At least three statements jumped out the other day when half a dozen state legislators from the area discussed business issues and other questions facing the Missouri General Assembly as it convenes today for its 2014 session.

Let’s start with state Sen. Paul LeVota, D-Independence, when asked about what advocates call equalization of sales tax rates among local stores and online retailers.

“Some of these solutions are simple, but then we complicate them down in the Jefferson City,” LeVota told those gathered for a breakfast put on by the Independence Council for Economic Development and the Independence Chamber of Commerce.

That might be in the early running for quote of the year, but there were others that morning, too. We’ll get to them.

First, here’s the debate over “equalization:” If you buy a new TV at a local store, you pay state and local sales taxes. If you order it online from out of state, you don’t. (Well, you’re supposed to voluntarily, but that doesn’t happen.) City of Independence officials, for example, have argued that turns local retailers into showrooms for online companies – and they say it hurts local retailers, hurts local jobs and takes a chunk out of the local taxes needed for basic services. The Chamber of Commerce has made equalization part of its legislative platform.

Others say not so fast. State Rep. Noel Torpey, R-Independence, said National Federation of Independent Business surveys come out about 50/50 on the issue, and Rep. Sheila Solon, R-Blue Springs, said business groups have their perspective on this but the big picture is that citizens – voters – hate, hate, hate the idea. Torpey pointed out that the measure Missouri looked at last year was contingent on Congress acting first, and, he said, that’s just not going to happen.

Rep. Ira Anders, D-Independence, agreed that the issue is going nowhere, and he added what we’ll call quote of the week No. 2.

“Nobody really cares to pay more tax.”

Taxes took up much of the breakfast conversation. State Sen. Will Kraus, R-Lee’s Summit, said a tax cut – vetoed last year by Gov. Jay Nixon – remains his top priority. He said he wants to return money to taxpayers as the state’s revenues rise with a growing economy. Overall, he wants the state to see $100 million in revenue a year before a tax cut would kick in. As for the equalization of sales taxes between online and brick-and-mortar retailers, Kraus, who chairs the key Ways and Means Committee in the Senate, said he wants to involve the governor and favors equalization only if it’s “revenue neutral,” that is, not a tax windfall for the state.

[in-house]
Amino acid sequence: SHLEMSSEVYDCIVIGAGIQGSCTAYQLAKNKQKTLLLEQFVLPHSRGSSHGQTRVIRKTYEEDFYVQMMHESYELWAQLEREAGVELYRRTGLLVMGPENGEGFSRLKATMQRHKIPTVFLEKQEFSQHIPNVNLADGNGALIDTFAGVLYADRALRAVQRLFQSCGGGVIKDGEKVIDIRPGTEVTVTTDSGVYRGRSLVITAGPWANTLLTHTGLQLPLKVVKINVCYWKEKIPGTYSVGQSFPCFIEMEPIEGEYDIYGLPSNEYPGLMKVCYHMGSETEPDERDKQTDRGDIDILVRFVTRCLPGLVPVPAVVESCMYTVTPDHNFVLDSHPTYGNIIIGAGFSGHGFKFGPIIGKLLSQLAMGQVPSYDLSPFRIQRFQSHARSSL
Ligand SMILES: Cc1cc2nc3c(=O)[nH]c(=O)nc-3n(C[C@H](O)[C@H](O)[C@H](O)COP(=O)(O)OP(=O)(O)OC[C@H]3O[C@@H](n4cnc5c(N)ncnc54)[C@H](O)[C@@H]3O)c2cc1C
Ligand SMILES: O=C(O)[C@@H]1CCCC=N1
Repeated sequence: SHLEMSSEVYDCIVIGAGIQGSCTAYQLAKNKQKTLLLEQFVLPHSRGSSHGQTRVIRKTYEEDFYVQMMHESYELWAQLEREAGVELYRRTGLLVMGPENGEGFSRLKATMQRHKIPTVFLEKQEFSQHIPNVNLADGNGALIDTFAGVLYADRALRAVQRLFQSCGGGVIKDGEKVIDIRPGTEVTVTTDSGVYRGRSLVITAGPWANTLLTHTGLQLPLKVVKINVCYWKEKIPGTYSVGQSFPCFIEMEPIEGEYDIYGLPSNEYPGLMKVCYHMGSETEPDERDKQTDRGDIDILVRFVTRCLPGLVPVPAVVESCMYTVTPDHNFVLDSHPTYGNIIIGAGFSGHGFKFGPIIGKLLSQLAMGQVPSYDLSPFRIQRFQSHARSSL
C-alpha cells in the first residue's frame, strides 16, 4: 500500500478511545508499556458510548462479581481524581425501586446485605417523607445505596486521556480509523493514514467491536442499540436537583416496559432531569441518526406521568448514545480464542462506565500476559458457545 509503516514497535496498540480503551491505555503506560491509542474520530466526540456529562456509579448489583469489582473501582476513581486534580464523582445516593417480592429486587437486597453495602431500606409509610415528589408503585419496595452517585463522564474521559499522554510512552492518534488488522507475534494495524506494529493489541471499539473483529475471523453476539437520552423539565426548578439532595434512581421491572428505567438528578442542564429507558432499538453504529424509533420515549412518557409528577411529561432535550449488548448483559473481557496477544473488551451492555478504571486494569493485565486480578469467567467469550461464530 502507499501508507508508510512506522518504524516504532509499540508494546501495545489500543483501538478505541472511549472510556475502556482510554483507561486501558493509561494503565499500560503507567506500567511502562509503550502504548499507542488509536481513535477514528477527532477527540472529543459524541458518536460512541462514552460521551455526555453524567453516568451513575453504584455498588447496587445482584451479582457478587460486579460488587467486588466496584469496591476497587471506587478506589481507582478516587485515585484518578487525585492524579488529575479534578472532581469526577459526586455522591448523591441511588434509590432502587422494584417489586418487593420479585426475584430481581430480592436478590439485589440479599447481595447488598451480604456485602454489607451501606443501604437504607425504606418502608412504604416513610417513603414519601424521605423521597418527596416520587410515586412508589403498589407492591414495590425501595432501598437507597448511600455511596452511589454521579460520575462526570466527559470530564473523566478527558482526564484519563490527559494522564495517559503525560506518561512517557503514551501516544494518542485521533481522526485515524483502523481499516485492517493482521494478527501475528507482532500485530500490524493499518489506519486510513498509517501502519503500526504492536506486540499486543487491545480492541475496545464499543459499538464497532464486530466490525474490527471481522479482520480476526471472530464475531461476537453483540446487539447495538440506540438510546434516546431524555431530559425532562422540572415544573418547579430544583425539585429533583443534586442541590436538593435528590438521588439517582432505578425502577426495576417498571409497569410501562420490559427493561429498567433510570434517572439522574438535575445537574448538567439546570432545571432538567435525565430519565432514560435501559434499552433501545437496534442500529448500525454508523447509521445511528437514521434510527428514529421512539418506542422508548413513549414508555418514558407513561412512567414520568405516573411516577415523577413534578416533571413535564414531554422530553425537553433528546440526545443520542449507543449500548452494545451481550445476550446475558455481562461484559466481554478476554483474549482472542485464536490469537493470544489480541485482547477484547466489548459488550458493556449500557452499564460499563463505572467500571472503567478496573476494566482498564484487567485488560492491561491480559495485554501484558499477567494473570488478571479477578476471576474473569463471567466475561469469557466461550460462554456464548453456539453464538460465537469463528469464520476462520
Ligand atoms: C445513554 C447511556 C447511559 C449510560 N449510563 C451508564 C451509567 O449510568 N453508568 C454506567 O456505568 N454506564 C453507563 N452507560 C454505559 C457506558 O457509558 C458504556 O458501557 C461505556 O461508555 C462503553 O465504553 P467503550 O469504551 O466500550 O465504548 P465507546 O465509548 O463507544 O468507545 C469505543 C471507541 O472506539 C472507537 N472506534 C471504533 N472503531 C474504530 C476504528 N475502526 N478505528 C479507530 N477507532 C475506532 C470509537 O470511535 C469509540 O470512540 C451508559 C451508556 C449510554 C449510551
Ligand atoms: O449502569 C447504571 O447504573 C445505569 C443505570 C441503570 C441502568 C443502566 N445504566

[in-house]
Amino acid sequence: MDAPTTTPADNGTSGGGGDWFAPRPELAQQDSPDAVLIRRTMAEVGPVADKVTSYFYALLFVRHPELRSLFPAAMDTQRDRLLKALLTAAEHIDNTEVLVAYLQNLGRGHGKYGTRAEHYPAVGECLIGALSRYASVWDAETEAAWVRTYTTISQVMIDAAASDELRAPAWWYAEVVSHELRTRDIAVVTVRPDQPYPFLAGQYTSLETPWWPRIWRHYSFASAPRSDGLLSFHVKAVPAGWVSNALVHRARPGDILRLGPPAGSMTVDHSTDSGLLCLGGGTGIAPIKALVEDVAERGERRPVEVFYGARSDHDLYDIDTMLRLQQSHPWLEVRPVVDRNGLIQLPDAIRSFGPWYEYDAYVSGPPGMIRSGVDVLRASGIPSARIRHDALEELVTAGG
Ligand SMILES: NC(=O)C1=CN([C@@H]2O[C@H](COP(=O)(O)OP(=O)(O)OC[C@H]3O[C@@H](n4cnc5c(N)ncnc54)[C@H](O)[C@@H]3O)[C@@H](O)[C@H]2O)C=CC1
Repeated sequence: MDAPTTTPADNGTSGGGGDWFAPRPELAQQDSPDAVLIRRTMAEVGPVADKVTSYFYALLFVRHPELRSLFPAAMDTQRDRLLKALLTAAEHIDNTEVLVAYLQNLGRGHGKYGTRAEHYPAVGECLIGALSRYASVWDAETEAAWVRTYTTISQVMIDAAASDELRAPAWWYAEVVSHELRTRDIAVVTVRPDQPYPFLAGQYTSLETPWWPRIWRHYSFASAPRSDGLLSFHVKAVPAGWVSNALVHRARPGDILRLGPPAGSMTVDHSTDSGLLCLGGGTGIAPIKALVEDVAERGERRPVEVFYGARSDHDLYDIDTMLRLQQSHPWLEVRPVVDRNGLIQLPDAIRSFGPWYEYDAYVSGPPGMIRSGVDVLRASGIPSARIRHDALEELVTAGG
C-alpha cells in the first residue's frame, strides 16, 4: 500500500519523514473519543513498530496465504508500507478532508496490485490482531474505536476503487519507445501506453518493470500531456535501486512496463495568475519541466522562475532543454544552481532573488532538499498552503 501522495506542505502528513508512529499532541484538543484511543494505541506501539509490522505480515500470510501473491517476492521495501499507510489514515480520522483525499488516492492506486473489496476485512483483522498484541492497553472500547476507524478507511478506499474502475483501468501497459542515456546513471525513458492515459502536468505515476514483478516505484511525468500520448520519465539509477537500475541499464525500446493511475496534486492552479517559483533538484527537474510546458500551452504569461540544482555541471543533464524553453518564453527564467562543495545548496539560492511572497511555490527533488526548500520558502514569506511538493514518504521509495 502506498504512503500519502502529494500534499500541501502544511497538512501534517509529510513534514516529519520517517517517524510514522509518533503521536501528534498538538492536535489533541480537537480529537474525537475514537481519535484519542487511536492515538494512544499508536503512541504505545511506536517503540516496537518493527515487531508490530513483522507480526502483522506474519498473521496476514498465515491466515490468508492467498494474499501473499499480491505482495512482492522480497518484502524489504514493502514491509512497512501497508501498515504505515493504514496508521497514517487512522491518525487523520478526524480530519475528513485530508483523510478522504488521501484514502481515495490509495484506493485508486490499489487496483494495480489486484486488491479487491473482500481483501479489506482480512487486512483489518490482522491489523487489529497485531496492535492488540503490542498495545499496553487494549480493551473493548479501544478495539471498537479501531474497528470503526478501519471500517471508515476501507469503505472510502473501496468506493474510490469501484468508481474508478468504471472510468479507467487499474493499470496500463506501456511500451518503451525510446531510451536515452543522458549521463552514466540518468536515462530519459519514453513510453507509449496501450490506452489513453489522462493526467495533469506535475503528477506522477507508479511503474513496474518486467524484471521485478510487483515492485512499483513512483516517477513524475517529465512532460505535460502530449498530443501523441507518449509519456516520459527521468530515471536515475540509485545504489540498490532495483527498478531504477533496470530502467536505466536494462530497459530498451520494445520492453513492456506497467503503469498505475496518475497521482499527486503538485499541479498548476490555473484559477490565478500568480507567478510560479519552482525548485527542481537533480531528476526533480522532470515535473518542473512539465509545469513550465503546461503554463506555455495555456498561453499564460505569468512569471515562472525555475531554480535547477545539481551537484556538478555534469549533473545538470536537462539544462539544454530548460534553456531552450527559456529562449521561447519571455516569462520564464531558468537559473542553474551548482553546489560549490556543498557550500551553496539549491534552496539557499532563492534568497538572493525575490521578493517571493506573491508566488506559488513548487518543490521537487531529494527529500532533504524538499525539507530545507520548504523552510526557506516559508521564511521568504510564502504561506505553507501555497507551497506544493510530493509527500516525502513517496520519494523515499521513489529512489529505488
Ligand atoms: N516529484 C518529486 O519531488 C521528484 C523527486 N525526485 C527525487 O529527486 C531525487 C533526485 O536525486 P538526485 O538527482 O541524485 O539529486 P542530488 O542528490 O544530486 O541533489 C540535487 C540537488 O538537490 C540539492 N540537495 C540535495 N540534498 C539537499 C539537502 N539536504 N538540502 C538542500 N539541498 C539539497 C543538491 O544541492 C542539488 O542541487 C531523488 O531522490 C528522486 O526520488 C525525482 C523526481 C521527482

Some local Democrats see it differently. LeVota, for example, said he’s happy to look at tax policy but said the state has to take care of basic services such as schools and roads.

Anders said poverty issues are at the heart of some of the educational problems schools are facing; he pointed out that the state is $600 million a year short of its stated target for K-12 school funding, and he noted that the state is giving its public universities $100 million less, per year, than 10 years ago.

“We don’t really have enough money in this state, I don’t think,” Anders said.

Tom McDonald, D-Raytown, echoed that point. First, he said, equalization will happen at some point. The larger issue, he said, is that policy makers in Jefferson City and people across the state want better roads, they want better schools and they want lower taxes. That doesn’t add up, he said.

Which leads us to quote of the week No. 3.

“We may as well deal with the inevitable early on,” McDonald said about equalization, “and we might as well talk about it.”

Bills in the hopper

Solon said she will again push a bill requiring that insurance companies that pay for intravenous chemotherapy also cover those treatments when available in pill form.

Having to travel and often take off work for chemotherapy, she said, imposes a burden, particularly in rural parts of the state, but she said the insurance industry has opposed her bill. There have been advances in the medical parts of that equation, Solon said.

“Unfortunately, the insurance industry has not kept pace with that,” she said.

The industry says the change would force up premiums, but Solon says 27 states have already made this change and a committee she chaired during the months the legislature was out of session found that wasn’t the case, she said.

• LeVota said he’s looking at how state boards and commissions deal with business. Some, for example, aren’t full and that can delay needed accreditations.

“These are the things that small businesses deal with,” LeVota said.

• Anders, who has been focused on energy issues, said utilities need to be cost-efficient and up-to-date in a changing environment.

“Coal-fired plants are, I think, a thing of the past,” he said.

He even weighed in on the simmering question of what Independence Power and Light, with its two old coal-fired plants, will do in the future.

“We’re looking at a situation we’re going to have to deal with there,” he said.

In the works

• Wal-Mart is still mum on what it plans at Gaslight Square at 35th Street and Noland Road in Independence, but CommunityAmerica Credit Union says Wal-Mart is having the credit union remove its ATM there. That happens next week.

• Papa Murphy’s, which opened recently at 1203 Buckner-Tarsney Road, just north of Interstate 70 in Grain Valley, is having a ribbon cutting at noon Friday and grand-opening events throughout the weekend. On Thursday, a portion of sales is being given to local schools.

• NAPA Auto Parts has moved a Blue Springs location to 1601 N.W. Missouri 7 (an old Blockbuster site), across from the Wal-Mart Neighborhood Market. The company says this is a bigger and better location with better parking.

Jeff Fox is The Examiner’ s business reporter and editor. Reach him at or 816-350-6313. Follow on Twitter @FoxEJC or @Jeff_Fox.